Do you prefer multiple choice or free response exams?
Prefer in what way, and for what kind of subject? Depending on context I could answer either way.
Plus I think the poll should at least have an ambivalent option
Depends upon the questions:
If say “What is the capital of Delaware?” their is only one answer.
If say its a question where opinion can play a part, then free response.
NOW, I’ve seen math tests where yes, their is just one answer. BUT, they write it so if there are 4 answers one can get all 4 depending upon how you do the problem. VERY hard.
Also I had a class where the instructor gave you 4 choices. 1 answer was right. 1 was wrong. The other 2 were sort of right but maybe only partly right. Those were also very hard and frankly up to interpretation.
When I am the teacher, definitely long essay, which is the ultimate free response option.
When I am the student, depends on the depth to which I know the subject. I’ve often scored passing grades and even good grades in areas where I was so underprepared that it was my skill at taking multiple choice exams, and not my knowledge of the subject matter, that was responsible for how well I did at it.
But if I know the subject in a really solid way, an essay question lets me shine. A free response of the “fill in the blank” variety may not garner me any credit if the teacher was fishing for a specific phrase even if what I put wasn’t incorrect. With an essay question, on the other hand, I can elaborate and give examples, I can qualify my answer and explain how the answer varies depending on other parameters not mentioned by the teacher; essay questions are usually “worth” a range of points and I’ll typically get, let’s say, 10 out of 10 on three of them and 8 or 9 out of 10 on a fourth and a lot of response comments in the margins that make me feel like I’ve had a conversation with the teacher and not just had m answer-circuits tested.
Oh, and I didn’t vote in your poll. It wasn’t free response I came down here and wrote out an essay-question answer.
As a math professor, I would have preferred multiple choice tests, but I could never figure out how to do one that could properly test the students. Free response questions are very hard to mark because when the student gets the wrong answer, you have to decide if they just made a silly error and really understood or if they really didn’t understand the material and that meant following the work closely. When I assigned history-based term papers (in a history of math course), I always enjoyed reading them–they were so easy to follow.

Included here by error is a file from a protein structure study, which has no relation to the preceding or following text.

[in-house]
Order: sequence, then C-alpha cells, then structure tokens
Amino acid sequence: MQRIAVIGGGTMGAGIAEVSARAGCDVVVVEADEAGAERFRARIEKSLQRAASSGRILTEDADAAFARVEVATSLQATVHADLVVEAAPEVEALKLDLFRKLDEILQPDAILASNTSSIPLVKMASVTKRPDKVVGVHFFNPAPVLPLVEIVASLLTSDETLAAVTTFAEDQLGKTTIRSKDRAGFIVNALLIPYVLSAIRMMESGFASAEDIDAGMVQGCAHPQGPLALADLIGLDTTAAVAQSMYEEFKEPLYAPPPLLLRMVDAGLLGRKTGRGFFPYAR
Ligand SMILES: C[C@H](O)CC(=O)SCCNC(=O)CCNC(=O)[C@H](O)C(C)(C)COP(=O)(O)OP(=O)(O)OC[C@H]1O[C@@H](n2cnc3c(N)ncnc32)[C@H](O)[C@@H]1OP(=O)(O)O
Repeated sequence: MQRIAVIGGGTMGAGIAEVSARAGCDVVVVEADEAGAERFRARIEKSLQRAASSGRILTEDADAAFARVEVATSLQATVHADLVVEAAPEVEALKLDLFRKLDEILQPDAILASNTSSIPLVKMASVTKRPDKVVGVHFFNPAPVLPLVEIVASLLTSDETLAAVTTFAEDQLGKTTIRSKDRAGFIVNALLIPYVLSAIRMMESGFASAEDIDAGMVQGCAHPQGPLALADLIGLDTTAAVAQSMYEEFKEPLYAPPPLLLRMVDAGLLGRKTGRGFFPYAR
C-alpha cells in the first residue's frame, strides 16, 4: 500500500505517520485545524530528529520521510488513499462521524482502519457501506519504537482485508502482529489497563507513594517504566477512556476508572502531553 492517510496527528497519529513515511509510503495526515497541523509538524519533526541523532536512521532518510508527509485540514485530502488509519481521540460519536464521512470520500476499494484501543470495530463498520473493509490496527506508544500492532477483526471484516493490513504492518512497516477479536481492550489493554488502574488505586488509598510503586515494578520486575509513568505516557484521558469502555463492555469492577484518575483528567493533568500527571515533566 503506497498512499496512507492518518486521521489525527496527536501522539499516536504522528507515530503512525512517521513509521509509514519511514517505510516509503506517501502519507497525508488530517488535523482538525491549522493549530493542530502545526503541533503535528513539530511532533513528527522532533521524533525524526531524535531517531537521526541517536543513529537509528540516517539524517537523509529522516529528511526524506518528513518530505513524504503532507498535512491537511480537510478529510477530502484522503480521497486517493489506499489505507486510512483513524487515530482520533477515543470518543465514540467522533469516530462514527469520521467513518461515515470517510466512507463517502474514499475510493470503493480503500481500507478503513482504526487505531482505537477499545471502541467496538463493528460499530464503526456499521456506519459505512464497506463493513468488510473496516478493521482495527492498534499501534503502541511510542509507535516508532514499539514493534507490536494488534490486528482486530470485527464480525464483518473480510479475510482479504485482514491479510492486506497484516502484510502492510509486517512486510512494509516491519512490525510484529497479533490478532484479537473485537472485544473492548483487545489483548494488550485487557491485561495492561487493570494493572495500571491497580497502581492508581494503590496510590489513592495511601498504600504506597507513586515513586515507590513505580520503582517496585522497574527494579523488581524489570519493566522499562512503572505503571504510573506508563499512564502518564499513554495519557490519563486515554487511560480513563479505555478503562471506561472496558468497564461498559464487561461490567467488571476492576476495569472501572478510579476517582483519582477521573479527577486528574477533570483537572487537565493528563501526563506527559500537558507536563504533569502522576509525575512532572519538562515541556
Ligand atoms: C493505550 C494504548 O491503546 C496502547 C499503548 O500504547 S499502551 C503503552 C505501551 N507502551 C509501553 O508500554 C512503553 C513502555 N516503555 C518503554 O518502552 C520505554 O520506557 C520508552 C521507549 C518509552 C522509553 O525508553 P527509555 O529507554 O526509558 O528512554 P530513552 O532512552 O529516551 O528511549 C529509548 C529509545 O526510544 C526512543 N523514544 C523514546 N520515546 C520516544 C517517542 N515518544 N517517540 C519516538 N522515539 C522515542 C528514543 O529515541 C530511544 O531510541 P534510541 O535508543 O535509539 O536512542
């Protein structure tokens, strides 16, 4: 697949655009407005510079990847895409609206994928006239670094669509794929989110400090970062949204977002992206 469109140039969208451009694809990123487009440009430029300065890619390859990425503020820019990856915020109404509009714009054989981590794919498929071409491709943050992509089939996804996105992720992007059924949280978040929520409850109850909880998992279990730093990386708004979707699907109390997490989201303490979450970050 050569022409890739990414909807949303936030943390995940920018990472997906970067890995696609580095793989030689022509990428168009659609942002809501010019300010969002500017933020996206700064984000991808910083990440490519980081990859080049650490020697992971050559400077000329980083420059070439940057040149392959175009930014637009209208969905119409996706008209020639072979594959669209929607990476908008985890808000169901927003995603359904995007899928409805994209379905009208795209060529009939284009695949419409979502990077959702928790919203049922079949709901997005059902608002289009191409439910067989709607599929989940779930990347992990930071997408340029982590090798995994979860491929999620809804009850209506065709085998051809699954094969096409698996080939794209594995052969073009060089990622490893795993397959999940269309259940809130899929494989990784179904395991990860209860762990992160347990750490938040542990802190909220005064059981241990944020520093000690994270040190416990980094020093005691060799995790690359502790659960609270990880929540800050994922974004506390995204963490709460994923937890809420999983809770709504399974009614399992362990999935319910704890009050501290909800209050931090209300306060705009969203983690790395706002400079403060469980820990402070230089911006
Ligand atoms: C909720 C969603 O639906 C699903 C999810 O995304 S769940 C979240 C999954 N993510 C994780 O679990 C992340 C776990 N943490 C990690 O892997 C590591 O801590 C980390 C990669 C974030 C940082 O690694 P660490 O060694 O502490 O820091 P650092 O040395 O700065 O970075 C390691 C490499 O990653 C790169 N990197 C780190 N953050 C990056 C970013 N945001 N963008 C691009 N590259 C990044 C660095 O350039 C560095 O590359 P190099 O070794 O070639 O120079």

I tend to score very high on multiple choice tests, even when I do not really know the material.
Essay…easy to taylor an essay to what you know rather than mc where you have to know the material much better.
It depends a little on the question but I very much prefer essay or “fill in the blank” type tests. I prefer being testing on knowledge rather than my ability to guess.
This is by no means a comprehensive type of response that would illuminate the difference between these two testing methodologies because the subject delves into numerous complexities involved with the difference between simplistic rote answers to examination inquiries and a more free form and open ended analysis of the question and the overall subject area. Within those parameters there numerous intermediate factors that have a direct relationship to understanding the depth and level of detail required to perform the proper evaluation of comprehension of the student’s participation and absorption of relevant facts and abilities to demonstrate their grasp of the working material and their facility in it’s application. By electing to substantiate the details and practical knowledge of the subject and it’s relative place within the framework of the broader subject and their ongoing development of insight and apperception the student may take advantage of and use the structure of the free response to improve their chance of an enhanced scoring by the abecedary due to the appearance and general resemblance to adequate and involved proficiency in their answers.